Mulan (2020): Filmnetic Review


Disney’s live-action remakes have proved themselves to be divisive among general audiences. While some love the nostalgia and the satisfaction that comes with seeing their favorite characters in live-action for the first time, others feel as though Disney continues to make lifeless remakes of its iconic films for a cash-grab at the box office. The question now becomes what if Disney tries to mend this divide by significantly restructuring the original story? For better or worse, the answer to this question is Disney’s live-action remake of “Mulan.”

“Mulan” changed its identity, much like the title character is led to do herself, one of the consistent plot elements in both films. The original 1998 animated movie was a family-friendly musical, but this remake focuses more on the classic folktale’s wartime elements. The result is an action-packed but mostly lifeless remake that leaves the audience missing the original’s iconic aspects.

The film is not bad per se; it’s just far from the quality of the original. The action sequences are inventive with its hyper-exaggerated martial arts choreography and the addition of “Qi” as a magical weapon to use in battle. The action sequences shined brightest during the few moments that the film was allowed to show the real brutality of war and what it means for people who fight in them.

The story itself has many of the same elements and basic plot points of both the original folktale and the original animated classic. The changes that were made did not significantly alter the story. The significant changes from the original are what drags this film down from the greatness of the animated original.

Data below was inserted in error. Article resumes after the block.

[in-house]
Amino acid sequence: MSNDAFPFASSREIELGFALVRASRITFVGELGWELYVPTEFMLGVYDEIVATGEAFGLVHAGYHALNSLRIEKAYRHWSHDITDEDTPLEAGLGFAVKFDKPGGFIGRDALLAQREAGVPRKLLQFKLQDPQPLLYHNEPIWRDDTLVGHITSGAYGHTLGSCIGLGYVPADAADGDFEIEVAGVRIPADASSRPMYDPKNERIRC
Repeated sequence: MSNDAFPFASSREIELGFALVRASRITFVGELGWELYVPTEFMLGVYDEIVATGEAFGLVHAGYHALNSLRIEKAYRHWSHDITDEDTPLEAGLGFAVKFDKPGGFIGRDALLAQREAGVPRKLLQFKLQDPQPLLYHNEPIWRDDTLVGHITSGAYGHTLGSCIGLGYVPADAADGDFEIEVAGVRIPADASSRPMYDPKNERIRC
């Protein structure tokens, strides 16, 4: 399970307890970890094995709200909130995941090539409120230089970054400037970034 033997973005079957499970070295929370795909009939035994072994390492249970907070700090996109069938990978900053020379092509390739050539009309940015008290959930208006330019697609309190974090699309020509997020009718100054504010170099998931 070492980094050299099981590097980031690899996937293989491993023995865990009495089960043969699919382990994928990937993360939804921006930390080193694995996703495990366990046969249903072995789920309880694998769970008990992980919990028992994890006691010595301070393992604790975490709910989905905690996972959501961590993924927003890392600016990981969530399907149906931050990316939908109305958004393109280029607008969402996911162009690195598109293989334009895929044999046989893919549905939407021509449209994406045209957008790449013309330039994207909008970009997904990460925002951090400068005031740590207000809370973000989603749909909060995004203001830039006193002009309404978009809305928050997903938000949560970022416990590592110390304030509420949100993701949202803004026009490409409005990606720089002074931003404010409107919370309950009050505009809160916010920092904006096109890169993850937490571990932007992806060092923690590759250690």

The character lineup in this film is almost entirely different. Classic characters from the original like Mushu or Li Shang are removed and replaced with lifeless, original characters that leave little to no impression. The addition of Li Gong’s Xianniang, a villainous who serves at the right hand of the main antagonist, is the only decent original character in the film. Her distorted reflection of Mulan is an exciting element that adds desperately needed depth to the story.

Finally, the one thing everyone’s been waiting to talk about: the music. Yes, the music is sorely missed; however, the film is made to justify its absence. Several times throughout, the film tries to incorporate callbacks to the original music. Still, most instances feel out of place and forced into a story that does not call for musical numbers.

The best way to describe the live-action remake of “Mulan” is just that it is very, very decent. It is worth watching at least once purely for its unique action and spectacle. It will probably never warrant a rewatch, but it is definitely quality quarantine entertainment.

Filmnetic Grade: B-

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